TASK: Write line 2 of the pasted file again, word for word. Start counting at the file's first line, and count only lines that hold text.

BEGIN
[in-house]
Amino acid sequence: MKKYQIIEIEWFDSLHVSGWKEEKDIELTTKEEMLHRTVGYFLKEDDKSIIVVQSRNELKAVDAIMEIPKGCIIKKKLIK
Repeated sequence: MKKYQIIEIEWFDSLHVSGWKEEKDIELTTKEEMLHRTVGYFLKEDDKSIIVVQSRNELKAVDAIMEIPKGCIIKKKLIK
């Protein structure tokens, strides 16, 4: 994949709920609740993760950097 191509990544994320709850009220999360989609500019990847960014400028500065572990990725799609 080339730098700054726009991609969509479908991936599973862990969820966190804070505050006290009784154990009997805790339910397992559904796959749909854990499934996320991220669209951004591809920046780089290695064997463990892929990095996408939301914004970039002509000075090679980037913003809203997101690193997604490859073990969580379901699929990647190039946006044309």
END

Amino acid sequence: MKKYQIIEIEWFDSLHVSGWKEEKDIELTTKEEMLHRTVGYFLKEDDKSIIVVQSRNELKAVDAIMEIPKGCIIKKKLIK